Making the most of “I don’t know”

By Leslie Ferrell
Managing Editor

We’ve all been asked the same question since we were in kinder- garten: “What do you want to be when you grow up?” We never hesitated to respond and the answers were always exciting. A ballerina, doctor, fireman or president were a few; anything and every- thing was possible.

Now, the question is worded a little differently: “What do you want to do after you graduate?” Suddenly we need to be more serious and realistic in our answer, and what used to be so easy to an- swer and fun to think about has become incredibly daunting, more difficult to answer and much more uncertain.

For the past four years, I have been asked this question and my answer has always been, “I have no idea.” At least I’m consistent.

Even though it happens at least once a week, I appreciate being asked, don’t get me wrong. But I don’t like being expected to have an answer just yet. Not just because it’s sad to think about leaving a place I’ve called home for the past four years, or because I legitimately have no idea what I want to do after I graduate, but because in the grand scheme of things, I’m only 21, and it’s ridiculous to think I should have my entire life planned out at this point.

For those of you who do have a plan, at least for the next few years, I think that’s awesome, and I can’t help but be a little bit jealous. Whether it’s teaching overseas, going to seminary, beginning your career or going to grad school, you’ve been blessed with undeniable gifts and filled with dreams and goals that you should fol- low with all of your heart.

But for those of you who don’t have a specific plan in mind, like me, recognize that you have also been blessed. You still have time. Trust me, I’ll have to keep reminding myself of this as May approaches and the real world draws closer and closer – but it’s true. We’re still growing up, and there is no rule that says we have to know exactly what we want right now.

I’m not saying that we should not be thinking about these things at all, though. It’s very important for us to keep the future in mind and be working toward a goal. I’m also not trying to be overly encouraging or sentimental, because I know hearing those things can be very cliché and easy to dismiss too. But it is also important to not develop a kind of tunnel vision. Our minds can easily get weighed down with plans and tasks that take our focus and cause us to miss out on everything else, especially in a fast-paced society that says we should always have it all together. Having goals is great, and achieving them is even better, but every now and then the best thing for us to do is slow down, take a step back and look at the bigger picture.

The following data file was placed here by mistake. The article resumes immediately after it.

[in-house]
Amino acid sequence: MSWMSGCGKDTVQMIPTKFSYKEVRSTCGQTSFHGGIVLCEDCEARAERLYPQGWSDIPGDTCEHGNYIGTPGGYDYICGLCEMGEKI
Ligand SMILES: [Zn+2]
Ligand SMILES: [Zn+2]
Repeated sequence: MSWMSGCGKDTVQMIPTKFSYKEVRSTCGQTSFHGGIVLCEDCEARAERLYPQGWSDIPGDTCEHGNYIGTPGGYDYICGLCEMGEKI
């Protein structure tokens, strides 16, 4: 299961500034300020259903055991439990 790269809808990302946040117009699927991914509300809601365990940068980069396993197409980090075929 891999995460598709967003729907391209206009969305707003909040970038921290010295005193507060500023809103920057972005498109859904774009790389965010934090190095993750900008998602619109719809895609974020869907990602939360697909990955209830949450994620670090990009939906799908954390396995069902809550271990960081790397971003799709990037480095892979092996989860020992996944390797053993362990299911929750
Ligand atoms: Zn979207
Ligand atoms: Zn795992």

College is a time to figure these things out, even if you get to the end and still aren’t exactly sure where you’re headed. We have opportunities now that we may never have again, and the last thing I want to do is look back and regret not making the most of them. This is a time to learn, grow and explore. It is a time to make the most of every opportunity you’re given, form relationships with others and learn from mistakes. It is not a time to waste, but a time to take full advantage of.

Obviously there is a balance here – we do have to put in effort and hard work and we cannot expect plans for the future to just fall in our laps. But we must also have faith that God is working it out according to His plan and His timing. He sees the whole picture where we are limited by time. But if we are in prayer and trusting in Him, He won’t let us miss it.

Coming in as a freshman as an undecided major, I was incredibly relieved to have an answer for at least that question at the end of my sophomore year. Everyone always told me I would eventually figure it out, and though I usually doubted them, they were right.  

Still, when asked what my plans are for after graduation, as I was just this past Sunday, my answer is the same as it has always been. It can be a bit dis- couraging when I hear from all of the people who do have plans for the next few years, but currently mine is simply to keep up with my classes and com- mitments, spend time with my friends and enjoy all I can out of senior year. And for now, I think that’s OK.

Don’t forget what it was like to be a kindergartener and know exactly what you wanted to be when you grew up. Dream big, set goals and make plans. Keep your priorities straight and get your homework done. But don’t forget to enjoy this time you’ve been given, recognize what is most important and fully live in each moment. Sometimes it’s OK if you’re answer is, “I don’t know.”